Mon Sep 3, 2012, 12:43 AM
HiPointDem (20,729 posts)
A Prole’s Guide to Drinking
On precisely this date in 1844, the authors of The Communist Manifesto went on a bender in France. It was epic, and it was epochal, and it is hard to think of a drinking session more significant to the formation of the modern world.
Both Karl Marx and Friedrich Engels were in their 20s at the time, and neither was a drinking novice. Marx first demonstrated talent in the beerhounding field during his first and only year at the University of Bonn. It was, in the understated phrase of his father, a period of "wild rampaging." As a co-president of his “tavern club,” the lad often tangled with the rival Borussia Korps, which would force him and his bourgeois brethren to kneel in allegiance to the Prussian aristocracy. In hopes of repelling their attacks, Marx started packing a pistol, and a bullet grazed his brow in the duel that inevitably resulted; boys will be boys. He transferred schools, got serious about philosophy, and fell in with the Young Hegelians for a while. To blow off steam while working on his Ph.D., he would knock back pints with Bruno Bauer; they would now and then get smashed and ride donkeys down the main streets of villages.
Engels, meanwhile, had been educating his palate, preparing to become first great champagne socialist. One month-long vacation in the French countryside found young Engels “more or less squiffy all the time,” and his most recent biographer likens his diary of the trip to “an upmarket wine-tour brochure.” (Sample text: “Within a few bottles one can experience every intermediate state from the exultation of the cancan to the tempestuous fever heat of revolution, and then finally with a bottle of champagne one can again drift into the merriest carnival mood in the world!") An industrialist and a revolutionary, Engels spent two years learning the family business at Ermen and Engels’ Victoria Mill outside of Manchester, England, witnessing the horrors of child labor and gathering material for his first book, The Condition of the Working Class in England in 1844.
Late that summer, Engels passed through Paris and arranged a get together with Marx, who had recently hatched his theory of alienated labor—of the worker as the “plaything of alien forces.” On Aug.28, 1844, they got faded at Café de la Régence and kept going for “10 beer-soaked days,” as one historian puts it—two dudes joined in a buzzing discussion where they broke it all down, as dudes will. This was bitching about work on the highest level, Marx and Engels in Paris and going gorillas...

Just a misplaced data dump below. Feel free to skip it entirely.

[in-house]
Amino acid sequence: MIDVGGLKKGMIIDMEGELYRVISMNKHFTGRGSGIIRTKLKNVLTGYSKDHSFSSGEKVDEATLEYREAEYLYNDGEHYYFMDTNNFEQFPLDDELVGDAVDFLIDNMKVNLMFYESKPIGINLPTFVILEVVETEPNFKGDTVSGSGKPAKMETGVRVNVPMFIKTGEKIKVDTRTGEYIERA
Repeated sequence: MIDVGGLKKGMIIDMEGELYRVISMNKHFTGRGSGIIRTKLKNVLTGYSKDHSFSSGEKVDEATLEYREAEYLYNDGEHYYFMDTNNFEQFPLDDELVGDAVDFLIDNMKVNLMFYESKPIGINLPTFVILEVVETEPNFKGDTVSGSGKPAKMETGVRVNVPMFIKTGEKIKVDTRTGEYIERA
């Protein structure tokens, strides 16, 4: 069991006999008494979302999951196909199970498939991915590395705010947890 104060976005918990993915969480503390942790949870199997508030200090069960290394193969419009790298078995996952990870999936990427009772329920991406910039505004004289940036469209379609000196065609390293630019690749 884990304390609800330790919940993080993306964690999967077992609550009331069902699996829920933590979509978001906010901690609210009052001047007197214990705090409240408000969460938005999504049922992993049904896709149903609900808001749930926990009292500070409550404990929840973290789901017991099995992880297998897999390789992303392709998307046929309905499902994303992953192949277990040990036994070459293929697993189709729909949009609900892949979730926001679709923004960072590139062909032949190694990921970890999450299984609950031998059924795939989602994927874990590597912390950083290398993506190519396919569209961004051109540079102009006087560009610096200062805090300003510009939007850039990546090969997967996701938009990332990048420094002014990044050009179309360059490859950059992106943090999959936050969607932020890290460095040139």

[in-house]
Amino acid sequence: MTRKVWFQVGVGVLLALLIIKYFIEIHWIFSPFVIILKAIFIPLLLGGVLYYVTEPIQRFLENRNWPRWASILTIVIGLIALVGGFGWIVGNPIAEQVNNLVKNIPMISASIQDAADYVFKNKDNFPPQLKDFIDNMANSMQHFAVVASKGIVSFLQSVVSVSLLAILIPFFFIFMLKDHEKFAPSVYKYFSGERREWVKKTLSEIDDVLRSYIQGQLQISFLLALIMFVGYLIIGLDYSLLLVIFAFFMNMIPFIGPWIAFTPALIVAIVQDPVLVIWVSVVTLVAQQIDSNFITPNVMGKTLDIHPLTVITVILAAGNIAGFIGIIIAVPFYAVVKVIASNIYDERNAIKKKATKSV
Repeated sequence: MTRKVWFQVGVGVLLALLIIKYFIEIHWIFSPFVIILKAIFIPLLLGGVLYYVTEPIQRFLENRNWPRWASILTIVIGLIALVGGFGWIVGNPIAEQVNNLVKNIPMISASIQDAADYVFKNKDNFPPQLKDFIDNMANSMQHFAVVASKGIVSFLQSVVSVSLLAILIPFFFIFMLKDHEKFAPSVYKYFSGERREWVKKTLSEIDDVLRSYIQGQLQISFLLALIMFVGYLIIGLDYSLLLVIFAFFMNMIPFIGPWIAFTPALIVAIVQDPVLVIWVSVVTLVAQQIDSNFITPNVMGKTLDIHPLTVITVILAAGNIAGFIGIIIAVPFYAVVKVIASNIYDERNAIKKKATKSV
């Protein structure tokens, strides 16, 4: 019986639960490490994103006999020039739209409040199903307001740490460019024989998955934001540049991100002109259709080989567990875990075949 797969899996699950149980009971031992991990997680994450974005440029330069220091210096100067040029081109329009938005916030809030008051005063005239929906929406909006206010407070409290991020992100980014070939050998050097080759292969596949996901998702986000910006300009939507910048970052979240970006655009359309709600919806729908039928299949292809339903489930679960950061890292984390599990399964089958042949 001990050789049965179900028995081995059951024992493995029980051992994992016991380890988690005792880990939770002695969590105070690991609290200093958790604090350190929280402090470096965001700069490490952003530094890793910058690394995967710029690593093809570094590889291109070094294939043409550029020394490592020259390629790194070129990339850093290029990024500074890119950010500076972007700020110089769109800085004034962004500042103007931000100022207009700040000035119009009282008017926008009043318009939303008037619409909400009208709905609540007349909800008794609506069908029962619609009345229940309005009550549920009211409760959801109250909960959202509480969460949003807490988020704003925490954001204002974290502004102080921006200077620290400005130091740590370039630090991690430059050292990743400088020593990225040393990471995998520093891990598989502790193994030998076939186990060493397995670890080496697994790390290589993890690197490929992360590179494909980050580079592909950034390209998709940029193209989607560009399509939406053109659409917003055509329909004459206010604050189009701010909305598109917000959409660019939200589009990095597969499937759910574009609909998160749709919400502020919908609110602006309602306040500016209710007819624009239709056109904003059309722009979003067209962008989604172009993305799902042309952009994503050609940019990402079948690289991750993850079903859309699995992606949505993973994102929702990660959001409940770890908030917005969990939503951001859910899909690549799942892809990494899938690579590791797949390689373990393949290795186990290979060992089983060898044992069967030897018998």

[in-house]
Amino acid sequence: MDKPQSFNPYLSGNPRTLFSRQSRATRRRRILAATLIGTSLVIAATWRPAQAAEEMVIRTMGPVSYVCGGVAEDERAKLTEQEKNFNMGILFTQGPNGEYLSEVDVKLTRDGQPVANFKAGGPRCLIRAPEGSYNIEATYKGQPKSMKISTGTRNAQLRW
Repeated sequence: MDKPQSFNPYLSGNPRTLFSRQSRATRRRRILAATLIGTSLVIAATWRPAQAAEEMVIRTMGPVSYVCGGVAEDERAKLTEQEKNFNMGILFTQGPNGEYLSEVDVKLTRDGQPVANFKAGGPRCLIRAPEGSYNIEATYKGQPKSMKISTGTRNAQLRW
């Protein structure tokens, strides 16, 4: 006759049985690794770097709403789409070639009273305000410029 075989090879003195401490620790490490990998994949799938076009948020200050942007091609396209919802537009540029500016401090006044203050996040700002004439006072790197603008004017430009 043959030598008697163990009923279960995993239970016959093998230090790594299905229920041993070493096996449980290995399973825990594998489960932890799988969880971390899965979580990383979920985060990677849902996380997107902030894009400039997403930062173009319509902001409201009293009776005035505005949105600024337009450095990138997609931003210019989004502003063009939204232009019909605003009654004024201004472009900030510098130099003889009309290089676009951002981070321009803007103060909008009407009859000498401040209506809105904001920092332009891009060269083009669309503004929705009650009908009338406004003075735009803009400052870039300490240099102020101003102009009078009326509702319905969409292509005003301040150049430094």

Some long-term consequences of that conversation were highly unfortunate, the contraband status of Havana Club rum not least among them. But no right-thinking, left-leaning American can deny that beer, having thus fueled the birth of the labor movement, deserves to be honored at this time of year....
Some long-term consequences of that conversation were highly unfortunate, the contraband status of Havana Club rum not least among them. But no right-thinking, left-leaning American can deny that beer, having thus fueled the birth of the labor movement, deserves to be honored at this time of year. You needn’t be a dialectical materialist to celebrate Labor Day with a cold one; anyone can see that beer and Labor Day weekend go together like thesis and antithesis. (Though if you are a dialectical materialist—or a Marxian literary critic or a pinko commie or what have you—then you will appreciate the jesters who conceived the Karl Marx Drinking Game: “For every instance in which the history of hitherto existing society is the history of class struggles, take a drink.”)
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